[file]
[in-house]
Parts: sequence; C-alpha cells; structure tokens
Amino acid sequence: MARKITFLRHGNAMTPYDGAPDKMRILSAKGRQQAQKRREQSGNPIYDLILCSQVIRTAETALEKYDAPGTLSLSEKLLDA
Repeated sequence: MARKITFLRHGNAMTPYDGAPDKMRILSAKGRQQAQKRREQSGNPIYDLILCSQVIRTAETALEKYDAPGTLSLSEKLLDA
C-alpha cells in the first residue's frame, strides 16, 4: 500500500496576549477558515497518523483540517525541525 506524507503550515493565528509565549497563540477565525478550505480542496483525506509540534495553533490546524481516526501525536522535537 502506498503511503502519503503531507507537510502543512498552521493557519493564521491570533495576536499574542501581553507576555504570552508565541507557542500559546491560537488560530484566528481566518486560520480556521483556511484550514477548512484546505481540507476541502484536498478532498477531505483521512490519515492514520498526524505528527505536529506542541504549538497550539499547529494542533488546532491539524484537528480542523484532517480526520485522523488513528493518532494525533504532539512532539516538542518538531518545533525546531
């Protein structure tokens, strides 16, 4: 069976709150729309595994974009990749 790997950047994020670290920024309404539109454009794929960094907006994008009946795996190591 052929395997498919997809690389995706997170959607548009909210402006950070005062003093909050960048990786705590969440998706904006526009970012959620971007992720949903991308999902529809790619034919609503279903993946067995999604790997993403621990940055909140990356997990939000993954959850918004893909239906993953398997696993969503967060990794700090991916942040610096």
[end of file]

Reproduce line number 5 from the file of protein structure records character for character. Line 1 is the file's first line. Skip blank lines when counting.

C-alpha cells in the first residue's frame, strides 16, 4: 500500500496576549477558515497518523483540517525541525 506524507503550515493565528509565549497563540477565525478550505480542496483525506509540534495553533490546524481516526501525536522535537 502506498503511503502519503503531507507537510502543512498552521493557519493564521491570533495576536499574542501581553507576555504570552508565541507557542500559546491560537488560530484566528481566518486560520480556521483556511484550514477548512484546505481540507476541502484536498478532498477531505483521512490519515492514520498526524505528527505536529506542541504549538497550539499547529494542533488546532491539524484537528480542523484532517480526520485522523488513528493518532494525533504532539512532539516538542518538531518545533525546531